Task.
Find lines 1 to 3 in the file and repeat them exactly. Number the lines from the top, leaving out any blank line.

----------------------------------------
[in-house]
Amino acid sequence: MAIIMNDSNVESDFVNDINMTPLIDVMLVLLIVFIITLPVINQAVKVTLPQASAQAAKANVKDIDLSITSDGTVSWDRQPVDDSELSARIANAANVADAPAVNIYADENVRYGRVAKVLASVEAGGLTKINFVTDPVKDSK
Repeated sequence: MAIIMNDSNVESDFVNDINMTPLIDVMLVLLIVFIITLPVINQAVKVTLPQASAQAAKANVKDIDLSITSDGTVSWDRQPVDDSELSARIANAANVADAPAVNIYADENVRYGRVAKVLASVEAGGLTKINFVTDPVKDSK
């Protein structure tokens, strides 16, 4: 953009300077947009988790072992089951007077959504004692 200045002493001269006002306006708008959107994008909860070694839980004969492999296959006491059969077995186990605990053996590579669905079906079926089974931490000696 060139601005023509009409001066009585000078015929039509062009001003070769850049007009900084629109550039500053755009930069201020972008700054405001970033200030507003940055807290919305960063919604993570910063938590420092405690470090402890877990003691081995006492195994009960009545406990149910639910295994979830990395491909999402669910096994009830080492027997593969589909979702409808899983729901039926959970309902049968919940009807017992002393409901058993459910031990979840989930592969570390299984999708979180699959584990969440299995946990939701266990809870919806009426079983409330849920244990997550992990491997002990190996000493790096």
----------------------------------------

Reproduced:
[in-house]
Amino acid sequence: MAIIMNDSNVESDFVNDINMTPLIDVMLVLLIVFIITLPVINQAVKVTLPQASAQAAKANVKDIDLSITSDGTVSWDRQPVDDSELSARIANAANVADAPAVNIYADENVRYGRVAKVLASVEAGGLTKINFVTDPVKDSK
Repeated sequence: MAIIMNDSNVESDFVNDINMTPLIDVMLVLLIVFIITLPVINQAVKVTLPQASAQAAKANVKDIDLSITSDGTVSWDRQPVDDSELSARIANAANVADAPAVNIYADENVRYGRVAKVLASVEAGGLTKINFVTDPVKDSK